State didn’t pay MPs Sh400m bribe to pass Finance Bill, says Rigathi Gachagua

Rigathi Gachagua

Deputy President Rigathi Gachagua in Maragua where he presided over the Education Endowment Fund in Murang'a County on June  29, 2024.

Photo credit: DPPS

Deputy President Rigathi Gachagua has denied Juja MP George Koimburi's claims that State House paid Members of Parliament Sh2 million each to support the Finance Bill 2024.

"That MP is lying. President William Ruto and I did not give out the said Sh400 million dirty cash as claimed...we did not seek to corruptly influence any member to vote for the Bill," Mr Gachagua said as he addressed residents at Kenol town on Saturday, June 29, 2024.

Mr Koimburi had last Sunday, while attending church service at Ndururumo African Independent Pentecostal Churches of Africa, claimed that MPs pocketed the cash to support the Bill.

He said the 195 MPs in support had been handed the cash that had been transported to Parliament precincts. Mr Koimburi was among the 114 Members of Parliament who voted against the Bill.

"We were offered money... you saw how they carried money in sacks...We were told that for every yes vote, it receives a Sh2 million appreciation token," he said.

The DP said: “The MPs who voted in support of the Bill were exercising patriotism to help President Ruto fund his service delivery agenda, exercising collective responsibility as demanded by the ruling party's position".

Sh2 million

Mr Gachagua had attended a bursary fundraiser at Kaharati Primary School hosted by Maragua MP Mary wa Maua.

“Let us not castigate MPs on how they voted on this. Also, do not destroy their business or their homes. And I want to confirm today that as deputy president and as UDA deputy party leader, we did not give any money, let alone Sh2 million, to each MP to vote for the Bill. From where I sit, there was no such money,” Mr Gachagua said in Kaharati.

The Bill that has since been trashed by President William Ruto after it had been passed by 195 lawmakers, ignited youthful protests across the country.

Mr Gachagua observed that the claims have invited the public against their MPs to a point where some have been subjected to violence, body shaming and pure insults.

Mr Gachagua also called for restraint, urging Kenyans to respect leaders and stop jeering them in public forums as well as destroying their properties.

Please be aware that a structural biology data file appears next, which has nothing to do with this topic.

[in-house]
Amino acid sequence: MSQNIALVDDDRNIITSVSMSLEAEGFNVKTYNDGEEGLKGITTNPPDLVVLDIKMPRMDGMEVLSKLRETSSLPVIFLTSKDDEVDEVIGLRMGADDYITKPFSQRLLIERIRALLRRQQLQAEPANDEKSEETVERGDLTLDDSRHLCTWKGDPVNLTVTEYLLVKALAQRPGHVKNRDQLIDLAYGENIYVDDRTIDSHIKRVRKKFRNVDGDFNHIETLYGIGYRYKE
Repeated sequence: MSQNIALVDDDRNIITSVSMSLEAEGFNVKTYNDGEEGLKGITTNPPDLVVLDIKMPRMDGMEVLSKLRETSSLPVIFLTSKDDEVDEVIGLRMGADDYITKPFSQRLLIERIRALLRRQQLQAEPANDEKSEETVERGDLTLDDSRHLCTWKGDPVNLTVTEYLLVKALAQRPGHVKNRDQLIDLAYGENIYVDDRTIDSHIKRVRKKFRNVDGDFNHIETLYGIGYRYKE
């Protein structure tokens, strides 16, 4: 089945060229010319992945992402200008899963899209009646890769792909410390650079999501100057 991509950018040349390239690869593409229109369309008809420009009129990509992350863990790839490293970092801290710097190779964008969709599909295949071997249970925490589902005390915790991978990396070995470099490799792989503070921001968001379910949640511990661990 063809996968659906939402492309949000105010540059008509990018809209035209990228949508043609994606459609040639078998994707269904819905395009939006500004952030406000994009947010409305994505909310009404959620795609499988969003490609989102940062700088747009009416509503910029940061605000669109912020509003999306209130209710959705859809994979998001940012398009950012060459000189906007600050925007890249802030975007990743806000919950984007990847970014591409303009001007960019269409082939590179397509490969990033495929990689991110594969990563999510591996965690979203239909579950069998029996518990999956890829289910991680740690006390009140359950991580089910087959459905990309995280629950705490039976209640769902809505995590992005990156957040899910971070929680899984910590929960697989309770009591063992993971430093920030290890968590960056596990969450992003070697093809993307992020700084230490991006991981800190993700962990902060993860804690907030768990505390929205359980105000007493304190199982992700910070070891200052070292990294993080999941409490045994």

Appealing to the Gen-Z to stop the protests, the Deputy President asked them to stop believing they can be allowed to intimidate leaders at will, rather they avail their knowledge to be value added by experience to serve the country.

"To the Gen-Z protesters, we have listened and heard you. Our young children and teenagers know we have experience. We can combine the two for the good of our nation," he said.

Urging Mr Koimburi to emulate truthful men, he said: “It is sometimes good to speak truthfully and without was wrong to first accuse the president and me of a fictitious corruption plot and also setting up elected honourable members against the public".

 Ms Maua had said: "I have faced hostile crowds in my area of representation who believed Mr Koimburi's claims".

She said that "the more she thinks about the claims made by the Juja MP, the more she is convinced that he was most likely not his real self at the time he made the damning allegation".

She said the claims had led to her constituents demanding a cut, "arguing that since I am a product of their votes, they are entitled to a share of the bribe".

 "My husband has also asked me for a share of the money because he supports me financially, so he feels entitled to a share of the loot,” she added.

Apologise publicly

She said: "Mr Koimburi should apologise publicly or be tasked to name those he saw receive the cash".

Ms Maua said many of her Mt Kenya colleagues in the National Assembly had been subjected to unwarranted hostilities because of Koimburi's claims.

Kiambu Senator Karungo Thang'wa said: "I know the MP for Juja and he is my friend...I know his lifestyle and his love for money...I know that if there was such money to be given freely, he would not have refused his share".

He said: "I am pursuing him to ensure that he sees the sense in retracting his statement which he unfortunately made in a church of God".

Mr Koimburi told Nation.Africa on Saturday that "I will look at the speech I made and see if I said such a thing...we have incidents where things are reported out of context or come out vaguely to be manipulated to find a narrative of convenience".

He said he would soon clarify what he meant, "but in the meantime, let us help our President address the challenges we face as a country".

Naivasha MP Jayne Kihara, who accompanied the DP on the Murang'a tour, said "I have been personally briefed by close family members and friends about the serious allegations made by Koimburi".

She said: "My son is among those who have demanded an explanation from me as to whether I received the money...and you know when such allegations are made and you try to defend yourself, you look guilty as charged.

She urged Mr Koimburi to either clarify who was bribed or retract the statement and apologise.

"Let us give leaders the opportunity to serve us. There is no need to intimidate them, destroy their property or taunt them. There will be a right time to decide on whether to return them to office or not," said Mr Gachagua.